McMullen on Plott, 'Black Baseball's Last Team Standing: The Birmingham Black Barons, 1919-1962'
William J. Plott. Black Baseball's Last Team Standing: The Birmingham Black Barons, 1919-1962. Jefferson: McFarland, 2019. 345 pp. $49.95 (paper), ISBN 978-1-4766-7788-0.
Reviewed by David Lee McMullen (UNC Charlotte) Published on H-Florida (June, 2020) Commissioned by Jeanine A. Clark Bremer (Northern Illinois University)
Printable Version: http://www.h-net.org/reviews/showpdf.php?id=54492
It was early in the 1927 season; the Birmingham Black Barons were in St. Louis. On the mound was a young pitcher who had just joined the Barons from the Chattanooga Choo Choos, a twenty-one-year-old who was said to throw “the fastest and hardest ball in the circuit.” On this particular day the young pitcher “was throwing hard, fast and wild.” When one of his pitches came too close to the batter, the batter headed for the mound, bat in hand.
From the stands, someone yelled, “You have nothing to defend yourself with. Run, boy, run.” The pitcher raced for the dugout. The batter threw his bat, hitting in the young pitcher in the side. A woman in the stands screamed, “Murder, Murder!” and the crowd went wild. Policemen began manhandling the Baron players and a St. Louis fan jumped onto the field with a knife and headed toward one of the outfielders. Ultimately the pitcher was tossed out and the game called after only two innings of play (pp. 60-61).
The pitcher was Satchel Paige, one of the Negro League’s most famous players, a man who, when Major League Baseball opened to African American players, would become the oldest rookie in Major League Baseball history.
This is the type of detail that William J. Plott provides in his history, Black Baseball’s Last Team Standing. Why focus on the Birmingham team? As the Birmingham World noted in 1949, “Every club in the Negro American League wants to play in Birmingham because of the huge crowds, the roaring enthusiasm and of, course, the gate receipts, which top the returns of any park in the circuit. Baseball in this city is more than a pastime … it is a passion” (p. 184).
“America’s pastime,” which baseball is often called, is a game that has been part of American history for almost two hundred years. Unfortunately, like so much of that history, it was a segregated sport. African Americans have played baseball almost since the beginning, but it was not until the middle of the twentieth century that professional baseball was finally integrated.
The author brings a unique expertise to the topic. A former journalist, he has been a member of the Society for American Baseball History since 1971 and a member of the group’s Negro Leagues Committee since that committee was created. He is also a member of the Negro Leagues Researchers and Authors Group and the author of The Negro Southern League: A Baseball History, 1920-1951 (2015).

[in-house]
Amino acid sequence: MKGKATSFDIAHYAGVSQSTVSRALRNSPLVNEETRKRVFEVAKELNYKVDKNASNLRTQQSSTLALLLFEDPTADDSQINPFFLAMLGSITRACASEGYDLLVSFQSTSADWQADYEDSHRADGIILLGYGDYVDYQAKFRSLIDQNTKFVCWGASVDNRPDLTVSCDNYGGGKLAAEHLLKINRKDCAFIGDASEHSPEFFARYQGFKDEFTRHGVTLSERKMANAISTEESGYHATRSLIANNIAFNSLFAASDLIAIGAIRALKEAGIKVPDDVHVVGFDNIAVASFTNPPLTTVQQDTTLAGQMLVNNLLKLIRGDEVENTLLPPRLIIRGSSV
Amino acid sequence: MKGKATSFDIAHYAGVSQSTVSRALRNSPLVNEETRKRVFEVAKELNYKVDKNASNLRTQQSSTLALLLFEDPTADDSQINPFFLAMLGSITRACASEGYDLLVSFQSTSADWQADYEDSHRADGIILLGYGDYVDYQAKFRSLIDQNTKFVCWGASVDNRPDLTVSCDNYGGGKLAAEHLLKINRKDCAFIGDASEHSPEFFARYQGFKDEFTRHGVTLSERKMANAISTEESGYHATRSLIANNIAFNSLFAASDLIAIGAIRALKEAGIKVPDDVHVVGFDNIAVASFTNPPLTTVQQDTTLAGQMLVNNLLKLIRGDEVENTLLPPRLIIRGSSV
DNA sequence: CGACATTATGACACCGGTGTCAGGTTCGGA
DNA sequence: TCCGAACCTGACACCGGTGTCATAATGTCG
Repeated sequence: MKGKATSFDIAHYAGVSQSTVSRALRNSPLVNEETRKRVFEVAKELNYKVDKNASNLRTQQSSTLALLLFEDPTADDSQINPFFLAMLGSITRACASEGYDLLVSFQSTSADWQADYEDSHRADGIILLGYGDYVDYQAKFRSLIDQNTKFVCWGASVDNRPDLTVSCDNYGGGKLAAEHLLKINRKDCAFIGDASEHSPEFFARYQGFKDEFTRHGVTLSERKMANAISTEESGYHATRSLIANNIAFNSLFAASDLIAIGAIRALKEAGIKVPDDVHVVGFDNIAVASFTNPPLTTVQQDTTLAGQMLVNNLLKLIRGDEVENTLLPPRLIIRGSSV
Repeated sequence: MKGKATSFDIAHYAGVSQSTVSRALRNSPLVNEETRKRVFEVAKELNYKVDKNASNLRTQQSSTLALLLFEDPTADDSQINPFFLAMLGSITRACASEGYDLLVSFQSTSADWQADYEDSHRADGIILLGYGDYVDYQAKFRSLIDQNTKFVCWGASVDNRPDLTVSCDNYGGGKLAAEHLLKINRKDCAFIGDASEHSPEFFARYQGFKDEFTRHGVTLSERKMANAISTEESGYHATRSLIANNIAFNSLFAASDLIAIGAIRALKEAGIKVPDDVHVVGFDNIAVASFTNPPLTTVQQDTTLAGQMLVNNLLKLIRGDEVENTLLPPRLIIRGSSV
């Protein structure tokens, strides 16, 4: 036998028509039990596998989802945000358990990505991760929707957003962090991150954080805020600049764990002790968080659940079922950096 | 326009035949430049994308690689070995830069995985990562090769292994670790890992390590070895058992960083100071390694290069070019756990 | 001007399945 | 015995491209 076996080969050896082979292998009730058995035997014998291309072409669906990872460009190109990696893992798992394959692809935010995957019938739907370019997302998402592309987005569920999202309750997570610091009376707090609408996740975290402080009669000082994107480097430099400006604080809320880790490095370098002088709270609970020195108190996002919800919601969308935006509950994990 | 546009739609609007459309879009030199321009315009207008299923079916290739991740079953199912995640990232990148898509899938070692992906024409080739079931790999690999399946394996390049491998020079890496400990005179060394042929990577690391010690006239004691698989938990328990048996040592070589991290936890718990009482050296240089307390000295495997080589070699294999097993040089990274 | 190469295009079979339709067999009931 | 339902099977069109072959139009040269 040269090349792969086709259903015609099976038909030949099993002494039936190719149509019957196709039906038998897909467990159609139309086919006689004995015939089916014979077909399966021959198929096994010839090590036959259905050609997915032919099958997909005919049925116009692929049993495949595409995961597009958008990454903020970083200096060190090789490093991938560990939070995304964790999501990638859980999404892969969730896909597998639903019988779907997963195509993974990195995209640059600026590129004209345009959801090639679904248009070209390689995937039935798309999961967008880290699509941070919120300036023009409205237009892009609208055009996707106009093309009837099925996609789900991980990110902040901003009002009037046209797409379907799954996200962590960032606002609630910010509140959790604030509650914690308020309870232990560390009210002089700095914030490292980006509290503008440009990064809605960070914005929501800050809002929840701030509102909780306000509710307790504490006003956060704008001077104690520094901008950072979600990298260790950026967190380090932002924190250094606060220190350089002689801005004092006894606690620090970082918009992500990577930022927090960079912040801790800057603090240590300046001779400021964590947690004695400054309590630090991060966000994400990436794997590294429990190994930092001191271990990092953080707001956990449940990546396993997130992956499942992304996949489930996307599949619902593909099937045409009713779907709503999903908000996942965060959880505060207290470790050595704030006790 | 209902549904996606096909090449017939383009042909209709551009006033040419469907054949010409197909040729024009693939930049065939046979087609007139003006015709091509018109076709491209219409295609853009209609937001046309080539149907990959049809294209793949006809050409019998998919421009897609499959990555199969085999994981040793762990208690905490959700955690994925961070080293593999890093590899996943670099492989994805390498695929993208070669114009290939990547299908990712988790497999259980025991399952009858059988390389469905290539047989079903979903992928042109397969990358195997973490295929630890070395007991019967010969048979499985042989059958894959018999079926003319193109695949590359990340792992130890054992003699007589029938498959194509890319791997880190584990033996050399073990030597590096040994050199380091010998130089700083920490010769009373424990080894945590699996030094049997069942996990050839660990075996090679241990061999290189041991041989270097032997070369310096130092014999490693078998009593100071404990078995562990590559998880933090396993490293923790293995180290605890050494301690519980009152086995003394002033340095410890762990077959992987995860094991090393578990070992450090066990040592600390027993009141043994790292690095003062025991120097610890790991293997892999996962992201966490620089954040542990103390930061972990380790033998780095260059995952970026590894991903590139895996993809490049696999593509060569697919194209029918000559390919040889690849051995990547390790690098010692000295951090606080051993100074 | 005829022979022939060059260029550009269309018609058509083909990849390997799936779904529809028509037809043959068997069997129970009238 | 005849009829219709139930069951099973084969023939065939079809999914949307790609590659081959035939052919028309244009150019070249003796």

Baseball is a game of statistics, and Plott has compiled an impressive amount of information, including the names of players, managers, and owners, as well as year-by-year standings, spring training sites, opening day attendance, first pitch honorees, no-hitters and all-stars. He provides detail, season by season, from the team’s formation in 1919 until it’s last season barnstorming with the Philadelphia Stars in the early 1960s.
In his introduction, the author stresses that “this history of the team is much more about baseball than the sociology of Jim Crow, which has been well documented.” Instead, the book “is about everyday baseball players, many of whom became stars in their own time” (p. 2). Among the long list of players are individuals such as baseball legend Willie Mayes and country and western singer Charley Pride, a right-hand pitcher and outfielder who played with the Barons in 1954.
At times, Plott overwhelms the reader with information, too often in a rather dry journalistic style. However, amid all the statistics, there are some interesting tidbits, such as how Charley Pride joined the team in 1954. According to Pride, “I was with the Louisville Clippers, a new team in the league, and they needed money. They sold me and Jesse Mitchell … to the Black Barons for money to buy the team bus” (p. 229).
Another story involved Pepper Bassett, a long-time Baron’s catcher, who was one of Willie Mays’s early mentors. As Bassett recalled, “Willie broke in with us when he was only 16 and I tried to help him a lot,” adding “Makes me feel good when I notice he’s doing so well that I have helped him a little …Willie’s my boy” (p. 214).
There is no doubt that the book is extraordinarily well researched, drawing from newspaper accounts in almost thirty different states, and probably the most comprehensive record of the Black Barons and their significance in the Negro League. It is a book that helps provide greater depth to our understanding of African American history, particular black baseball.
As for H-Florida readers, there are occasional mentions of spring training in places like Orlando and Daytona Beach, games in Jacksonville, and recruiting players from places such as Florida A&M University in Tallahassee. These details help connect Florida to the larger world of the Negro League.
Citation: David Lee McMullen. Review of Plott, William J., Black Baseball's Last Team Standing: The Birmingham Black Barons, 1919-1962. H-Florida, H-Net Reviews. June, 2020. URL: http://www.h-net.org/reviews/showrev.php?id=54492This work is licensed under a Creative Commons Attribution-Noncommercial-No Derivative Works 3.0 United States License.